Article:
Dr. Raymond Rezaie Discusses the Biggest Post-Pandemic Public Health Issues

Montreal doctor Dr. Raymond Rezaie

July 23, 2021

Dr. Raymond Rezaie Discusses the Biggest Post-Pandemic Public Health Issues

Dr. Raymond Rezaie Discusses the Biggest Post-Pandemic Public Health Issues

Hopefully, the pandemic will soon become a thing of the past. Regardless, Dr. Raymond Rezaie argues that many more public health issues must be confronted.

Some experts now hope that the COVID-19 pandemic will be brought under control as vaccination rates improve and new cases decline. Still, public health issues may plague societies for years to come. Dr. Raymond Rezaie is going to talk about some of the most pressing public health issues that may crop up after the pandemic.

“Even if we get COVID-19 under control, we’re going to have to confront a variety of other public health problems,” Dr. Raymond Rezaie argues. “Some of those problems, like mental health and substance abuse, may have been exacerbated by the pandemic.”

Alcohol sales surged in many countries and regions during the pandemic. Part of this may have been because people were skipping nights out at the pub for drinking at home. However, some people may have leaned more heavily on alcohol to “self-medicate” during the pandemic.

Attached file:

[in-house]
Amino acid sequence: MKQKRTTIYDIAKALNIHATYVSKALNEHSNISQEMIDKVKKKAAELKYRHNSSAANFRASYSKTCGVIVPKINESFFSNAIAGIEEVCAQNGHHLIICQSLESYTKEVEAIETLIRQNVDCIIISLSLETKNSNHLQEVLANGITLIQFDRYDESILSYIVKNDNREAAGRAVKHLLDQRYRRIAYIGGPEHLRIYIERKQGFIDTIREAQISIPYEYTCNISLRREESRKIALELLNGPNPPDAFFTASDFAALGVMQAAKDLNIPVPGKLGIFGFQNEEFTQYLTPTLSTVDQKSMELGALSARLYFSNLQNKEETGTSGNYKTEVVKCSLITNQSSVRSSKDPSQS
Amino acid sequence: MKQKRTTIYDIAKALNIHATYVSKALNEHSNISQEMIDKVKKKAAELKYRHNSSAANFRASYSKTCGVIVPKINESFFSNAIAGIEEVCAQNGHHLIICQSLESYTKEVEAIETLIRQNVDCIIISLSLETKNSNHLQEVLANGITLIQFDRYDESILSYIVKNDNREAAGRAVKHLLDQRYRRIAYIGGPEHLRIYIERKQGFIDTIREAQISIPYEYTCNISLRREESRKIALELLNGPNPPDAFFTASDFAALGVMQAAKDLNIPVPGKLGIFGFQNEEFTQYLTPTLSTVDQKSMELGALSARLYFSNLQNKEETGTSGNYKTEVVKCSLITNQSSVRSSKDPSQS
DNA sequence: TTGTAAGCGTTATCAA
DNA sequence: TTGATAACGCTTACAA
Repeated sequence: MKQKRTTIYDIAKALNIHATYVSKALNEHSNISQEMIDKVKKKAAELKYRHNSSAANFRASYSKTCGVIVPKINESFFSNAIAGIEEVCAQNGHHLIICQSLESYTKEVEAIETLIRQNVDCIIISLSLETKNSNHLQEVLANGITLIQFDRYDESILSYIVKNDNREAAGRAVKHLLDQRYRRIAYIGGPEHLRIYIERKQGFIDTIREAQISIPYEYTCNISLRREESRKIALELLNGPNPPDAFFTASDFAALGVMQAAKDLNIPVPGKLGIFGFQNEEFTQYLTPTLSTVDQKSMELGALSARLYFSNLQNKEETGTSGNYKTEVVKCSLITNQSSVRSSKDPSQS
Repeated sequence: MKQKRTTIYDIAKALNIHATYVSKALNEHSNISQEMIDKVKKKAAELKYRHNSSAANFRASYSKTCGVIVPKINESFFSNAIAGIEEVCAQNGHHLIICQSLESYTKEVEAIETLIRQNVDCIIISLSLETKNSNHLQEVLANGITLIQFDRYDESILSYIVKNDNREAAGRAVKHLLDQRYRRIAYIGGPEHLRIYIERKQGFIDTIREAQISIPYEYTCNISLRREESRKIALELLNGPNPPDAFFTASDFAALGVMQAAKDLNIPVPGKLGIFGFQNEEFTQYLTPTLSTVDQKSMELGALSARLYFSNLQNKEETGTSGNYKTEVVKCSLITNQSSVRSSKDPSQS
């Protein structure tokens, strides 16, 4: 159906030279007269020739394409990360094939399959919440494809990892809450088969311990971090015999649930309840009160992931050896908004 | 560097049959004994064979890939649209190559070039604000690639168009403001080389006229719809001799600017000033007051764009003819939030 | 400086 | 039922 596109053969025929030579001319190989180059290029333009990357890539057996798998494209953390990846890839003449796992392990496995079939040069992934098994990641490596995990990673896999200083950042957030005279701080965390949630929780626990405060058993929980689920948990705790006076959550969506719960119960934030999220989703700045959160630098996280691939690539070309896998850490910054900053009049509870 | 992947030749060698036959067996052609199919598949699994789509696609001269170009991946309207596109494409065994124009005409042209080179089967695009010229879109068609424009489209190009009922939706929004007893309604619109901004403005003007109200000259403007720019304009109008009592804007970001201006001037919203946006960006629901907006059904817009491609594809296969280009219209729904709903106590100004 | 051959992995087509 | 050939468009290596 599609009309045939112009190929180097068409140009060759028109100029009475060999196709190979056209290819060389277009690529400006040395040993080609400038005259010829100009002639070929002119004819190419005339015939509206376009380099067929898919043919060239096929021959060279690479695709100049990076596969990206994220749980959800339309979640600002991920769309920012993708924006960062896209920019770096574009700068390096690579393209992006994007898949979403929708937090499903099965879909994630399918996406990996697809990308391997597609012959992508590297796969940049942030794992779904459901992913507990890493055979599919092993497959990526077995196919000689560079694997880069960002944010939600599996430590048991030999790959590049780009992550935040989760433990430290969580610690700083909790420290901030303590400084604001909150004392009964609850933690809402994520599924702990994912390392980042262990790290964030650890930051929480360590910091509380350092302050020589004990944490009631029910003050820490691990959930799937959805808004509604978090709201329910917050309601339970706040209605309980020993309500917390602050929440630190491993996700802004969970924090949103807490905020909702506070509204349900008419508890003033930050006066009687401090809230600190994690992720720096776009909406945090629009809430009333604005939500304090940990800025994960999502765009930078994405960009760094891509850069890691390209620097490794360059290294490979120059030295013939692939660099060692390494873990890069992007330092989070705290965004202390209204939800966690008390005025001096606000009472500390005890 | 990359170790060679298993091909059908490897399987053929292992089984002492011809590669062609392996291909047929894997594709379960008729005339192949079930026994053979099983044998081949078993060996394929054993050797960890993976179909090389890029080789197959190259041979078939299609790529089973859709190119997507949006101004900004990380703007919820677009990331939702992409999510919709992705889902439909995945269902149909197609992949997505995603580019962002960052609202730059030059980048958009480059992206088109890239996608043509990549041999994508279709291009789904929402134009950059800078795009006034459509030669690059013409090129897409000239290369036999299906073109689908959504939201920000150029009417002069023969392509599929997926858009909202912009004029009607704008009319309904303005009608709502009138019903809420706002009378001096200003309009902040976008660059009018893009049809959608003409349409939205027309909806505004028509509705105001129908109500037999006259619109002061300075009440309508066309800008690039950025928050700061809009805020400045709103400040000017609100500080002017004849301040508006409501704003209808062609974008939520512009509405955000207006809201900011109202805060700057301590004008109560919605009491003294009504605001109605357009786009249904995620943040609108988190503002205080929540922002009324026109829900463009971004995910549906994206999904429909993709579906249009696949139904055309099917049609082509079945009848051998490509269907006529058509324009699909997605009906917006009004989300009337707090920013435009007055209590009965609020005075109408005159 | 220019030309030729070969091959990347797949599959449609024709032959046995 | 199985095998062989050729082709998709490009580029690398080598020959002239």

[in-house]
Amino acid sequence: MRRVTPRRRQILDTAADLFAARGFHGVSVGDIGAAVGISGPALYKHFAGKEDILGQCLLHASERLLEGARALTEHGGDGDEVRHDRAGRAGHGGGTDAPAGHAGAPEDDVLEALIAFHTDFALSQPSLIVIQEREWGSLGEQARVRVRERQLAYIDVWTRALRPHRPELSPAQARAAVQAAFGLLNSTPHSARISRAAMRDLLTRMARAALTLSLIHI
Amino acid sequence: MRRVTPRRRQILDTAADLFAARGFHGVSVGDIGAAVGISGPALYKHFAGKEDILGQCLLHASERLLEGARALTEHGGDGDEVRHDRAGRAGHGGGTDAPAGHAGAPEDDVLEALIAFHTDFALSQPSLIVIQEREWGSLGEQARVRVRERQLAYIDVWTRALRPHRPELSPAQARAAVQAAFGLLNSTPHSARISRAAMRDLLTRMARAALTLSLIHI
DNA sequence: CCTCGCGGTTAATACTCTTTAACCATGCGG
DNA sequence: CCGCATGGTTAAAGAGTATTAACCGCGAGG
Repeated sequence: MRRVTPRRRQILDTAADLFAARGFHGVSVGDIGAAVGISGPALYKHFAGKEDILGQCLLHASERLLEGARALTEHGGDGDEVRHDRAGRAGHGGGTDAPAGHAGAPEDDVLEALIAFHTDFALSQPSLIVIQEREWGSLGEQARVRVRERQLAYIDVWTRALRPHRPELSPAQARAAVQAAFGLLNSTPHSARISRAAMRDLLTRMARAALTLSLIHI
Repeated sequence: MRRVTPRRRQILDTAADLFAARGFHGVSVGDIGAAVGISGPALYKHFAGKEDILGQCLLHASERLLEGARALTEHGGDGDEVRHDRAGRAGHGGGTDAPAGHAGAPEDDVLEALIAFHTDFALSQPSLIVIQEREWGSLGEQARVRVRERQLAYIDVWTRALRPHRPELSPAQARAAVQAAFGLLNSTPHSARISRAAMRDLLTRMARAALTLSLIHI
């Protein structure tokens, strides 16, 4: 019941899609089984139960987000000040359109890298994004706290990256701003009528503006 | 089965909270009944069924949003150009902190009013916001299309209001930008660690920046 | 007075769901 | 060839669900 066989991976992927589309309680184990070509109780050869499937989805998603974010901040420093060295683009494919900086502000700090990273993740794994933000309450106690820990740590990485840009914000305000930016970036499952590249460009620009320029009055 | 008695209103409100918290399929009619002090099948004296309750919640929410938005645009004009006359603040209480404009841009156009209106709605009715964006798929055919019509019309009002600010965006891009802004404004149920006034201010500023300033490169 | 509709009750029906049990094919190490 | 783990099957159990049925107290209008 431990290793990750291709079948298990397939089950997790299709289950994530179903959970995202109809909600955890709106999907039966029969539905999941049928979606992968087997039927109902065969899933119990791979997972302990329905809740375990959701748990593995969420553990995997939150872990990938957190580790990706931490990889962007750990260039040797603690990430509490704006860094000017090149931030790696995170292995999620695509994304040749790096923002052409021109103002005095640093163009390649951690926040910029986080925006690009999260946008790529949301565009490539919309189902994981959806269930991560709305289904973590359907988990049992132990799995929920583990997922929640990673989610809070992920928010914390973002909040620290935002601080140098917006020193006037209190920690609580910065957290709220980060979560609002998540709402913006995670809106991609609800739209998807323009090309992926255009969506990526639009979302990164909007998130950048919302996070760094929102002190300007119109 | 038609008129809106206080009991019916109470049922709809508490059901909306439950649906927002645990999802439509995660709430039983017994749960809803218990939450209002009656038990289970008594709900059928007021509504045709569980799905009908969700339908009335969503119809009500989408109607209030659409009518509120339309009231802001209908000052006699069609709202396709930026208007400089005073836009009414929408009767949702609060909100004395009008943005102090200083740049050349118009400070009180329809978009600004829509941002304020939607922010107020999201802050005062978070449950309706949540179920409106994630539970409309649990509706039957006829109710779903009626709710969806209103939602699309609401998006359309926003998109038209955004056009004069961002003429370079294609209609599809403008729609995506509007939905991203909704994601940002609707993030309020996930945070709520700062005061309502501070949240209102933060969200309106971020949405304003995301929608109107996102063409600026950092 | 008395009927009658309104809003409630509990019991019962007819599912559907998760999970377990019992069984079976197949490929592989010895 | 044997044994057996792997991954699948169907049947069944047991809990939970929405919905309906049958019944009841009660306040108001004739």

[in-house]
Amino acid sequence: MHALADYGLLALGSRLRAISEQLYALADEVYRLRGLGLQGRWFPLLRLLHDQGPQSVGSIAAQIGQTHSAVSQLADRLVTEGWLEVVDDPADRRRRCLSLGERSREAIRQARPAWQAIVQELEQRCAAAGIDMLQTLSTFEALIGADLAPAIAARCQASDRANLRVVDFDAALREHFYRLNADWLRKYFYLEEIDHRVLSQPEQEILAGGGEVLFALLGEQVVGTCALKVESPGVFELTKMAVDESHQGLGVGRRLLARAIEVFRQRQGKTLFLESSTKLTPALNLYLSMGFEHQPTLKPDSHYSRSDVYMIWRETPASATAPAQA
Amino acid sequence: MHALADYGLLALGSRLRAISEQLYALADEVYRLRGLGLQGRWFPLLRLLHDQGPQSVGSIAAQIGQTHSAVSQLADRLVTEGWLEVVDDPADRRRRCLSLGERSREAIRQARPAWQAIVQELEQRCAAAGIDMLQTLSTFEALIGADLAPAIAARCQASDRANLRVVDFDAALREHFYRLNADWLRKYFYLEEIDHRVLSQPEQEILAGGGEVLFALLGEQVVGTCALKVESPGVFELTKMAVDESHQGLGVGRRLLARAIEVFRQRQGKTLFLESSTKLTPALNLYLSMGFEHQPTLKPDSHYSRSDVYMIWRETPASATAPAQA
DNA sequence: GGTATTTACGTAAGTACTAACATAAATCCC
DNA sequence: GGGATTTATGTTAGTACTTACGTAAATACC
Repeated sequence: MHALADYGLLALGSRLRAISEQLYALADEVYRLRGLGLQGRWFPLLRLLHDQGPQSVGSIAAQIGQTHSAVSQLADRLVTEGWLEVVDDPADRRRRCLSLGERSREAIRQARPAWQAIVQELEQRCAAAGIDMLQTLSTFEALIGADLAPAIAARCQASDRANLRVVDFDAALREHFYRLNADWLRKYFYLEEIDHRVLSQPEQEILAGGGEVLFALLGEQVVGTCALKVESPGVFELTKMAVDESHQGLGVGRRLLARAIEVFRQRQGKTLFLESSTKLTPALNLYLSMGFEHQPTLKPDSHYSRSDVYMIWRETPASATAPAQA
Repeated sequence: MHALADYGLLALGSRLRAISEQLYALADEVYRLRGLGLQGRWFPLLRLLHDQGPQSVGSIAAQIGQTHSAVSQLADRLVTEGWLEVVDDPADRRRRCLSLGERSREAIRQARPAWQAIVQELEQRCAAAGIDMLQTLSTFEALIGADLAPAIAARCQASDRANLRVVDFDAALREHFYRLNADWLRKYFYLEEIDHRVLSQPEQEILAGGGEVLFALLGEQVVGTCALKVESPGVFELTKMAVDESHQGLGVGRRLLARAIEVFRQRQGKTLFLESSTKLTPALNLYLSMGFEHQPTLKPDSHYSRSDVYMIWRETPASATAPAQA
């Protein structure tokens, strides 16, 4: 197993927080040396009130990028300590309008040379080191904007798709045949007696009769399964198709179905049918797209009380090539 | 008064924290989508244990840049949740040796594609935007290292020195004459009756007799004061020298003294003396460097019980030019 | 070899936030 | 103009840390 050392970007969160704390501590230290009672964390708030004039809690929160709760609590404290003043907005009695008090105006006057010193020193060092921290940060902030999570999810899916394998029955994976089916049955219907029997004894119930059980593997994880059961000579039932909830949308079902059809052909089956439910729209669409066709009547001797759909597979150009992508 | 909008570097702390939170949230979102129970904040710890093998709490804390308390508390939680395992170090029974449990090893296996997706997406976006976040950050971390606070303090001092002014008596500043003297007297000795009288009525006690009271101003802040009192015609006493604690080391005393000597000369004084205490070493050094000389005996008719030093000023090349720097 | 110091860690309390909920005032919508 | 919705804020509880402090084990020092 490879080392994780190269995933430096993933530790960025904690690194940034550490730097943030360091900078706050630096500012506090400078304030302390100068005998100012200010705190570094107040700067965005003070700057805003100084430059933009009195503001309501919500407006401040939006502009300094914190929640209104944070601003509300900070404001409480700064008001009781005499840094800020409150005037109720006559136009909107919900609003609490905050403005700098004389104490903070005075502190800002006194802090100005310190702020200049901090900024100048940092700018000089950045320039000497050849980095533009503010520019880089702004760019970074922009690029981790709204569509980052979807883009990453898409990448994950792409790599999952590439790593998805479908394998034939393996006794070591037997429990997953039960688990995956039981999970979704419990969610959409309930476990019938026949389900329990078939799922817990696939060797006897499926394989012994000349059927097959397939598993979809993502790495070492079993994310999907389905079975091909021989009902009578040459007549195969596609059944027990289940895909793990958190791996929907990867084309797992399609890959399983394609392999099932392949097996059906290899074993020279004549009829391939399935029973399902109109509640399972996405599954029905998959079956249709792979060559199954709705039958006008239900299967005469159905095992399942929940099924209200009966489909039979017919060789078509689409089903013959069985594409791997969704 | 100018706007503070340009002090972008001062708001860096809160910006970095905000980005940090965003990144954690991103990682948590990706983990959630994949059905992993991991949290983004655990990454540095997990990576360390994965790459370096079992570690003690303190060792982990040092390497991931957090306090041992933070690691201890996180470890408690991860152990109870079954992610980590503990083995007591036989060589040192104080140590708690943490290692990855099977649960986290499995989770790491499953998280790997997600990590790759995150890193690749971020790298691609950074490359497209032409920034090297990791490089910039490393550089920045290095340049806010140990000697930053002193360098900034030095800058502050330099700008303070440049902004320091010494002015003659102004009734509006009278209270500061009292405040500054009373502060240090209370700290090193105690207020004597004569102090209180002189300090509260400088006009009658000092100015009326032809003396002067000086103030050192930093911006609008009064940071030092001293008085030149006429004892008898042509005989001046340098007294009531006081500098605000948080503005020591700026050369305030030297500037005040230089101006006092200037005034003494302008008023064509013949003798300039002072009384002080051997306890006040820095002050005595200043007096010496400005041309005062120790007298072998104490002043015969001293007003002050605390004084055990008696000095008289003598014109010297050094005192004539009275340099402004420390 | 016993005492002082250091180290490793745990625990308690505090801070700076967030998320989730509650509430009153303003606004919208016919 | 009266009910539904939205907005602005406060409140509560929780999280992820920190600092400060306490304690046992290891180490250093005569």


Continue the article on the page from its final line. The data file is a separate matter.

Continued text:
People seeking help with substance abuse may have also struggled to access resources, with group meetings and substance abuse clinics shut down. Substance abuse was a major issue before the pandemic, and it’s likely to remain a serious problem for years to come.

“Alcoholism was a major issue in Canada and elsewhere before the COVID-19 pandemic,” Dr. Raymond Rezaie says. “I wouldn’t be surprised if alcoholism rates increased and if there’s a post-pandemic surge in substance abuse treatment.”

Even if the pandemic didn’t make substance abuse problems worse, it’s still a major challenge for society. Further, substance abuse is far from the only chronic health crisis that countries must confront.

Dr. Raymond Rezaie Talks About Diabetes and Obesity

Nutritional health is becoming a vital issue in Canada, the United States, Western Europe, and many other places too. The COVID-19 pandemic may have made matters worse. We already know that people suffering from obesity are more likely to die if they contract COVID-19.

With gyms shut down and many people avoiding outdoor activities, along with perhaps a worsening diet at home and using food to cope, obesity rates may tick upwards. Even if not, obesity is already a major, pressing issue and one that could have an immense impact on people and societies going forward.

“A healthy diet and appropriate amounts of exercise are vital for leading a healthy life,” Dr. Raymond Rezaie points out. “It’s hard to say how COVID-19 may have impacted obesity rates, but either way, societies need to confront rising obesity.”

Diabetes is another growing problem in many countries. In many countries, obesity rates among seniors are reached or exceeded 15 percent. If not managed properly, diabetes can be fatal. Further, treatment is often expensive for taxpayers, insurance companies, and those who pay out of pocket.

“The pandemic may help remind societies of the power of public health measures,” Dr. Raymond Rezaie says. “Hopefully we can come up with an effective public health response to diabetes, obesity, substance abuse, and other issues.”